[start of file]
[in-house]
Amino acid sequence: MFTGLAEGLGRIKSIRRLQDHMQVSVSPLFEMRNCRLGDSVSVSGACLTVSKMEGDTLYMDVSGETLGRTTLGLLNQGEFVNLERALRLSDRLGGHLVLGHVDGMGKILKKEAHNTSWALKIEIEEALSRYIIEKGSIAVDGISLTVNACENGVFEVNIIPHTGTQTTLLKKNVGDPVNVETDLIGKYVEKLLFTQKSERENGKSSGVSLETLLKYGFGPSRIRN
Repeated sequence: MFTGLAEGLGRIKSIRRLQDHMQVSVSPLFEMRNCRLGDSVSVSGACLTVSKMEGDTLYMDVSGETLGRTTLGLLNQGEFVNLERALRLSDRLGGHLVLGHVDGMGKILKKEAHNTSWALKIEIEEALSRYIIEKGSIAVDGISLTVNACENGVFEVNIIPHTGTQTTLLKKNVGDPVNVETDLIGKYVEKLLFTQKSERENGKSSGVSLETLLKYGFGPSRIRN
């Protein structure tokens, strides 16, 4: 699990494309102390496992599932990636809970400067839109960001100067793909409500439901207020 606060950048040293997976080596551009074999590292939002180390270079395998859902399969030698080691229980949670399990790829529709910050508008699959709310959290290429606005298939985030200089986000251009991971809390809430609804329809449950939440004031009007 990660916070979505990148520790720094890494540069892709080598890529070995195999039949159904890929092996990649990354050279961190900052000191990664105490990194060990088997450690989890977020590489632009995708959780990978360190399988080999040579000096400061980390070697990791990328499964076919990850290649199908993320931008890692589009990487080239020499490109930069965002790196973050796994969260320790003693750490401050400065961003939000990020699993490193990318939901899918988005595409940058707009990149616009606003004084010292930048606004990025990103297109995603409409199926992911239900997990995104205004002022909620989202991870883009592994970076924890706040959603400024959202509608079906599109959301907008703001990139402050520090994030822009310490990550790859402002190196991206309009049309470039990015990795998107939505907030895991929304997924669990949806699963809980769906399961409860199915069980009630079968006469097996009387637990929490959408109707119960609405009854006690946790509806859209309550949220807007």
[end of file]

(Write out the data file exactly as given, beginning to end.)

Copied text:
[in-house]
Amino acid sequence: MFTGLAEGLGRIKSIRRLQDHMQVSVSPLFEMRNCRLGDSVSVSGACLTVSKMEGDTLYMDVSGETLGRTTLGLLNQGEFVNLERALRLSDRLGGHLVLGHVDGMGKILKKEAHNTSWALKIEIEEALSRYIIEKGSIAVDGISLTVNACENGVFEVNIIPHTGTQTTLLKKNVGDPVNVETDLIGKYVEKLLFTQKSERENGKSSGVSLETLLKYGFGPSRIRN
Repeated sequence: MFTGLAEGLGRIKSIRRLQDHMQVSVSPLFEMRNCRLGDSVSVSGACLTVSKMEGDTLYMDVSGETLGRTTLGLLNQGEFVNLERALRLSDRLGGHLVLGHVDGMGKILKKEAHNTSWALKIEIEEALSRYIIEKGSIAVDGISLTVNACENGVFEVNIIPHTGTQTTLLKKNVGDPVNVETDLIGKYVEKLLFTQKSERENGKSSGVSLETLLKYGFGPSRIRN
């Protein structure tokens, strides 16, 4: 699990494309102390496992599932990636809970400067839109960001100067793909409500439901207020 606060950048040293997976080596551009074999590292939002180390270079395998859902399969030698080691229980949670399990790829529709910050508008699959709310959290290429606005298939985030200089986000251009991971809390809430609804329809449950939440004031009007 990660916070979505990148520790720094890494540069892709080598890529070995195999039949159904890929092996990649990354050279961190900052000191990664105490990194060990088997450690989890977020590489632009995708959780990978360190399988080999040579000096400061980390070697990791990328499964076919990850290649199908993320931008890692589009990487080239020499490109930069965002790196973050796994969260320790003693750490401050400065961003939000990020699993490193990318939901899918988005595409940058707009990149616009606003004084010292930048606004990025990103297109995603409409199926992911239900997990995104205004002022909620989202991870883009592994970076924890706040959603400024959202509608079906599109959301907008703001990139402050520090994030822009310490990550790859402002190196991206309009049309470039990015990795998107939505907030895991929304997924669990949806699963809980769906399961409860199915069980009630079968006469097996009387637990929490959408109707119960609405009854006690946790509806859209309550949220807007």